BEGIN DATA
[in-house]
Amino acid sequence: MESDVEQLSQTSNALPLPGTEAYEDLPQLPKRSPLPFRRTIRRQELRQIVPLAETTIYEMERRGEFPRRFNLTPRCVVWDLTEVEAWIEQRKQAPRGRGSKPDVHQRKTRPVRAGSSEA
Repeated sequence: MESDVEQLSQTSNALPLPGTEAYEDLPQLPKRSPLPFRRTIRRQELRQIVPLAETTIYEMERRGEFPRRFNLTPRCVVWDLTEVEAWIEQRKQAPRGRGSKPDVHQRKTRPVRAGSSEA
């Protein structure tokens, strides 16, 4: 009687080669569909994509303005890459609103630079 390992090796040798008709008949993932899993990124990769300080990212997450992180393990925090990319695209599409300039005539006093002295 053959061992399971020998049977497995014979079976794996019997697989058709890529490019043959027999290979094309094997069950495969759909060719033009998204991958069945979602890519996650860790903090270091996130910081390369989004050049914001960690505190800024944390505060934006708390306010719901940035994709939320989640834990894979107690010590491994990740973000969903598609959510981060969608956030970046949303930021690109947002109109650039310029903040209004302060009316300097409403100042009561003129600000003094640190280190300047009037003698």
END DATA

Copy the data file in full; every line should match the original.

[in-house]
Amino acid sequence: MESDVEQLSQTSNALPLPGTEAYEDLPQLPKRSPLPFRRTIRRQELRQIVPLAETTIYEMERRGEFPRRFNLTPRCVVWDLTEVEAWIEQRKQAPRGRGSKPDVHQRKTRPVRAGSSEA
Repeated sequence: MESDVEQLSQTSNALPLPGTEAYEDLPQLPKRSPLPFRRTIRRQELRQIVPLAETTIYEMERRGEFPRRFNLTPRCVVWDLTEVEAWIEQRKQAPRGRGSKPDVHQRKTRPVRAGSSEA
């Protein structure tokens, strides 16, 4: 009687080669569909994509303005890459609103630079 390992090796040798008709008949993932899993990124990769300080990212997450992180393990925090990319695209599409300039005539006093002295 053959061992399971020998049977497995014979079976794996019997697989058709890529490019043959027999290979094309094997069950495969759909060719033009998204991958069945979602890519996650860790903090270091996130910081390369989004050049914001960690505190800024944390505060934006708390306010719901940035994709939320989640834990894979107690010590491994990740973000969903598609959510981060969608956030970046949303930021690109947002109109650039310029903040209004302060009316300097409403100042009561003129600000003094640190280190300047009037003698």